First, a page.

Perfect storm facing Irish food and drink exporters to the UK

Perfect storm facing Irish food and drink exporters to the UK

The perfect storm facing Irish food and drink exporters to the UK was added to this week by the UK government’s advisers recommending that British consumption of beef, lamb and dairy be cut by at least 20%.

The UK takes 34% (worth about €4.42bn) of Irish food and drink exports, in a trade which has already come under pressure from weakening economic sentiment among British consumers.

It remains the most important market for Irish food and drink, but is also under threat from the UK leaving the EU at 11pm, January 31, and entering a transition period scheduled to end on December 31 next.

At that point, frictionless EU-UK trade will end.

That is likely to adversely affect Irish exporters, but the impact could be devastating if a free trade deal is not agreed in time between the EU and the UK.

Irish food and drink exports to the UK grew by some €400 million in the three years since the 2016 Brexit referendum result.

But the momentum faltered in 2019, principally in the beef trade, with reduced demand reflected in a 15% fall in the annual value of Irish beef exports to the UK.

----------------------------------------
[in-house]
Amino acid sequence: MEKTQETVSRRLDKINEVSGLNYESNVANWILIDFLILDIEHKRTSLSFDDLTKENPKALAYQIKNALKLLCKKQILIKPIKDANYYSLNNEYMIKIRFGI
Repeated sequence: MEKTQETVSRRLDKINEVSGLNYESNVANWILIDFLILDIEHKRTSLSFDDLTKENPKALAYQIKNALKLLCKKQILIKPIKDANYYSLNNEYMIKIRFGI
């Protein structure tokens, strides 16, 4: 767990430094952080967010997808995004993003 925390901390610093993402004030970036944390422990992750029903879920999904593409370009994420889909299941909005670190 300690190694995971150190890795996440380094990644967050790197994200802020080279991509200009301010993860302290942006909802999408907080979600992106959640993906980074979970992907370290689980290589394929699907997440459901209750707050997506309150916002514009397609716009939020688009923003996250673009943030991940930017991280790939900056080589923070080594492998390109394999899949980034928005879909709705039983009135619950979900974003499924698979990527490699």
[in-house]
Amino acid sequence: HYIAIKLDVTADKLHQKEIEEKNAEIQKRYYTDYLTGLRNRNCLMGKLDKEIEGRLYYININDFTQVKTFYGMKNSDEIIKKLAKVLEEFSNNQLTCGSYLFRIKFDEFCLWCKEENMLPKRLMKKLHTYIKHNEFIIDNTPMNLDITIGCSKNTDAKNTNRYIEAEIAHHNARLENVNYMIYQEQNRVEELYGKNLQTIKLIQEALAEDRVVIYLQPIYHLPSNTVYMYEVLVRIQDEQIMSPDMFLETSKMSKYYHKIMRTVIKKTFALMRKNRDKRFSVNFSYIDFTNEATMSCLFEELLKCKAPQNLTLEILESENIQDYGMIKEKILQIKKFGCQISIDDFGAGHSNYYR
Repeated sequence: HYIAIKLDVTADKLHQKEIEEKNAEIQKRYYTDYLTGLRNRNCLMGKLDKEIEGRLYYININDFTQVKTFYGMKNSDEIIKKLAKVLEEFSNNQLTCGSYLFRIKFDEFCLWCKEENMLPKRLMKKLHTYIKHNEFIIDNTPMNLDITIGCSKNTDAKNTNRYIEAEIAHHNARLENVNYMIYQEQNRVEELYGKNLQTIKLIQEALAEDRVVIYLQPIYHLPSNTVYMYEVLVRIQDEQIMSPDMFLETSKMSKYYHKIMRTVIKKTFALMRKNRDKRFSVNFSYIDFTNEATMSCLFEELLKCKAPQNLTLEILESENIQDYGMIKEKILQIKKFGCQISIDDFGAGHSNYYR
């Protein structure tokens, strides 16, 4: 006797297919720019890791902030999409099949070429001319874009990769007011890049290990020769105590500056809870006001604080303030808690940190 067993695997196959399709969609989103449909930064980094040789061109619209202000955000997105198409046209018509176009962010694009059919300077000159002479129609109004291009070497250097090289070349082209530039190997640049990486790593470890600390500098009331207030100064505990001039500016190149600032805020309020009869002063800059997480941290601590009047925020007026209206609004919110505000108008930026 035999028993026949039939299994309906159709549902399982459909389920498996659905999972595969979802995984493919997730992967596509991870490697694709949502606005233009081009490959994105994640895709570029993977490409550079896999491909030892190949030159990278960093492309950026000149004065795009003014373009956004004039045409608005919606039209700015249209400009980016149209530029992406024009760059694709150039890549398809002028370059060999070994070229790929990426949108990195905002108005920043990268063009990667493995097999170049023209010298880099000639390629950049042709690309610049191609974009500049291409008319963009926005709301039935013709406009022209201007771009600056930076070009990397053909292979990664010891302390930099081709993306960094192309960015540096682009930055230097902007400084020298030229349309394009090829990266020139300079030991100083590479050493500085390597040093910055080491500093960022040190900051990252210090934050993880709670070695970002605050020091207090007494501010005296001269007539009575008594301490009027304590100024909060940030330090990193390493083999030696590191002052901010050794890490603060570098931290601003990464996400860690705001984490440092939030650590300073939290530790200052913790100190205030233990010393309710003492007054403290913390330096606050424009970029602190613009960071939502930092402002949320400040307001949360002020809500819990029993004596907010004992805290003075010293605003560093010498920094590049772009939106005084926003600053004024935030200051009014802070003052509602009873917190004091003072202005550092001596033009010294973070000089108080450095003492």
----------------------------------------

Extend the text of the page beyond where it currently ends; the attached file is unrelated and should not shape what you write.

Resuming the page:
Further reduction in demand is now feared, due to UK government climate advisers saying people should eat 20% less beef, dairy and lamb.

The committee on climate change suggested the most carbon-intensive meat and dairy foods be taxed, in order to curb consumption.

It said public bodies should set an example by offering plant-based meal options.

The committee, tasked to advise the government on emissions targets, recommends that the UK reduce its own cattle and sheep numbers by 10%, as part of the land use plan to reach its legal target of “net zero” emissions by 2050.

Land use in the UK, including agriculture, forestry and peatland, accounts for about 12% of the country’s greenhouse gas emissions.

The committee said these land use emissions can be reduced by 64%, without producing less food in the UK or increasing imports.

British farmers responded by warning that the recommended measures will increase the UK’s reliance on food imported from countries with greater carbon footprints.

But the report warned against importing such foods.

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